And while reading last night, I had the urge to dig out my old notes and manuscript. Unfortunately, since my office is undergoing a renovation, I have no idea where they're at. But I'm wondering if I could now be ready to undertake this story. It's been ten years since I started it and lots of things have changed in my life, perhaps enabling me to have the emotional maturity to write it. I think I have a strong plot - but perhaps I just wasn't ready to write it at the time.

And now, I have all sorts of ideas to write novels set in Ireland or Northern Ireland during World War II. The IRA was involved with the Germans since, naturally, they were fighting England. I'm anxious to dive into more research on this subject, as well.

I'm also thinking that I need to take a long overdue trip to Ireland. I went to England back in the early 90's, but we only visited England and didn't get a chance to go to Scotland or Ireland. Something to look forward to.

Happy Friday!

15 comments:

  1. (sigh) Ireland. Do you need a traveling companion? (grin)

    Melissa, I'm envious of your affinity for history. It's going to make for some excellent novels. :D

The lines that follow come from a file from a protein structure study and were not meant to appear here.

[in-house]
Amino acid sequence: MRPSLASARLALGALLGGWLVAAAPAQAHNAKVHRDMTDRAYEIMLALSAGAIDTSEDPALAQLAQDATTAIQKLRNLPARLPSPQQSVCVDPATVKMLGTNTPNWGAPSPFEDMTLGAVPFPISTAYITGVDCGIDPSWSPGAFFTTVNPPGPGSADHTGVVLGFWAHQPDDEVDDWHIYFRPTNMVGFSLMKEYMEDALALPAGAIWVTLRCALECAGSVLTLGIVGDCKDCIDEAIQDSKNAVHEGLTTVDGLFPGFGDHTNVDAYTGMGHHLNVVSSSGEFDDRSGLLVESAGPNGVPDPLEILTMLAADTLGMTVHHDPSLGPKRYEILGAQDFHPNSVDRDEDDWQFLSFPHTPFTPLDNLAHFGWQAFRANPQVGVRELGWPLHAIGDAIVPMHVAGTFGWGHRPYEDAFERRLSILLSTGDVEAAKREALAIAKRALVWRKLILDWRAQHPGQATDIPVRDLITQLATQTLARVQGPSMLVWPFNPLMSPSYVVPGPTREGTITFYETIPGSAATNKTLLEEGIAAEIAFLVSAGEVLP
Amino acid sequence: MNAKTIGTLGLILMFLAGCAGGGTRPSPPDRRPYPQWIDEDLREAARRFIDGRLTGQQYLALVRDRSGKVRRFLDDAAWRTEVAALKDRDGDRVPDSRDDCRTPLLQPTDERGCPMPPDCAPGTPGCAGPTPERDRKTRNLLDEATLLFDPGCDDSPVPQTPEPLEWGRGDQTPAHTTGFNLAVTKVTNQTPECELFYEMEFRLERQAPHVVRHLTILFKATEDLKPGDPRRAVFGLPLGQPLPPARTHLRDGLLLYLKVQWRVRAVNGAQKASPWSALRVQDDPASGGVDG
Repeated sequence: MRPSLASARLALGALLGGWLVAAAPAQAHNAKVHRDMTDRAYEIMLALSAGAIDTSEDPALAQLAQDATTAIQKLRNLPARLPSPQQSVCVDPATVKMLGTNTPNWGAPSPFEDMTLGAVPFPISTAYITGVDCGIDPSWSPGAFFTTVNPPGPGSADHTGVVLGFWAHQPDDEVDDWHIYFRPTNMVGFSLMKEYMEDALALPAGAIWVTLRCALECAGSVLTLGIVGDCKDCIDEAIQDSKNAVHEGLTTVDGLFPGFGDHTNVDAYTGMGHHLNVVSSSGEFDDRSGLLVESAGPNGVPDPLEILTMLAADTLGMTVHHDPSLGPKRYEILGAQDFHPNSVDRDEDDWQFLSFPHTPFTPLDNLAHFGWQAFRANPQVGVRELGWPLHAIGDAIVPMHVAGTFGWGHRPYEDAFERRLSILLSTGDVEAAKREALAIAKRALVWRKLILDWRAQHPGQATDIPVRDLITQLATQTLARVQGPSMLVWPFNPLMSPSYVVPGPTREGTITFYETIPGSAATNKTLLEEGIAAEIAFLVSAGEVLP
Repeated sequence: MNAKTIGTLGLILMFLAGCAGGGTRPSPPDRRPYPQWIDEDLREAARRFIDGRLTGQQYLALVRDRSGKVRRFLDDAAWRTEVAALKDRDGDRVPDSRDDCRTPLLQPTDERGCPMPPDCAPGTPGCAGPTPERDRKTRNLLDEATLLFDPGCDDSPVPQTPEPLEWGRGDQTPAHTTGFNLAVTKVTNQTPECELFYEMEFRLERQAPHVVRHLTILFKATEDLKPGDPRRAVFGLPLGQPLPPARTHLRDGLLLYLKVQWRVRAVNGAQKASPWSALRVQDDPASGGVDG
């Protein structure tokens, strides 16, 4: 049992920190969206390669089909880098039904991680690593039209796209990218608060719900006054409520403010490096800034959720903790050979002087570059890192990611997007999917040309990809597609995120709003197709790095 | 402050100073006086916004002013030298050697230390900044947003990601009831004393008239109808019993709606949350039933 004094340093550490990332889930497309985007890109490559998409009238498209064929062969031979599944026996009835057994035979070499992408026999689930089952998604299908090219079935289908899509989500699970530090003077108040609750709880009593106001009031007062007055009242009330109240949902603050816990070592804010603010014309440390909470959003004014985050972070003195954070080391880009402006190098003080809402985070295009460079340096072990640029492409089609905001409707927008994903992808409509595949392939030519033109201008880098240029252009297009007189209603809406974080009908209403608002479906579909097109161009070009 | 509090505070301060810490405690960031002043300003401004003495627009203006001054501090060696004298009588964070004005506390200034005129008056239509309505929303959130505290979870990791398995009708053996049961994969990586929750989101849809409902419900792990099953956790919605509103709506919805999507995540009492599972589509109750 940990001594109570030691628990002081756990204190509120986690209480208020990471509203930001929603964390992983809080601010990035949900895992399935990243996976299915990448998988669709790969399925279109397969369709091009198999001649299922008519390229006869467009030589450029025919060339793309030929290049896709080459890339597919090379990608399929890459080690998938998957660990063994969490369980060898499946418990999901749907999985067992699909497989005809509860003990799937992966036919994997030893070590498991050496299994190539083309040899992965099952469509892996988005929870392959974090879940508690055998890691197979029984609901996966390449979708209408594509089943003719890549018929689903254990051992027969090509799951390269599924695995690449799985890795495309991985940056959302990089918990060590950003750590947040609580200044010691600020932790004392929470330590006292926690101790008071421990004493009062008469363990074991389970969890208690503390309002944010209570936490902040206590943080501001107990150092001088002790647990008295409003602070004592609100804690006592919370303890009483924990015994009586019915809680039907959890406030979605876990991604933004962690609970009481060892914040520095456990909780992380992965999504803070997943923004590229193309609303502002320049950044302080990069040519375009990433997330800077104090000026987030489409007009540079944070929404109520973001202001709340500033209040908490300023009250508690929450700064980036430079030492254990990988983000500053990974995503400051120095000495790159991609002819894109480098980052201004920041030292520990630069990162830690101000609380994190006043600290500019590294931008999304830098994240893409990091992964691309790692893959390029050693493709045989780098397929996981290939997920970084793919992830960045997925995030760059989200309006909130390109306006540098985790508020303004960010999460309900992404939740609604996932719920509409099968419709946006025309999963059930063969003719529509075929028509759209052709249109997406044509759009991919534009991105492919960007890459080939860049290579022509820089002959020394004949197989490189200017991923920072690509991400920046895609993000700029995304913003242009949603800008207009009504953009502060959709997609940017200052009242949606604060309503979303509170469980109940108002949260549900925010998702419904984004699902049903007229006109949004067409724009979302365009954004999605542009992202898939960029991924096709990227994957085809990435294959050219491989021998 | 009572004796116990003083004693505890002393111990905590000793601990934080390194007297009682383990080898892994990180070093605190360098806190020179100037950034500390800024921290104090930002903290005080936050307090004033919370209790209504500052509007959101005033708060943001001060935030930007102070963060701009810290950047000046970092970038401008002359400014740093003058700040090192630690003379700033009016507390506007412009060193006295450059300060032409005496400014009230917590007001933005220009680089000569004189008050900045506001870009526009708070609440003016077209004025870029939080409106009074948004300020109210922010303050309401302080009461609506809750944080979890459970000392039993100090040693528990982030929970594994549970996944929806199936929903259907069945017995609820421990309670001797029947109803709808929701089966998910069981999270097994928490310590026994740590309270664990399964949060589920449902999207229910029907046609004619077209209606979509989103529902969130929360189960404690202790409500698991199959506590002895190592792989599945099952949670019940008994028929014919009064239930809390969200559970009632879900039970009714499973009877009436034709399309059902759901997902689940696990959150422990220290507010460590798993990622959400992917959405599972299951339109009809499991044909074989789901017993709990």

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  2. Wow, that's a heavy topic. A friend of mine at university grew up in Belfast and he was pretty scarred emotionally by the conflict there. I think it's a great idea to set your story further in the past and that's a cool angle re the IRA and the Germans. I'm sure you'll do it all justice :-)

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  3. Well my husband is from Northern Ireland. His best friend's dad was shot dead at the school doors--primary school and he never saw his friend again.

    The father of another of his family friends was shot dead accidently. They got the wrong guy.

    I think it would hard to have a modern day IRA hero. Historic maybe. But that's just me. I'm sure you'd handle it with emotional deftness.

    There's a good book-- 50 Dead men walking by Martin McGartland. Very informative.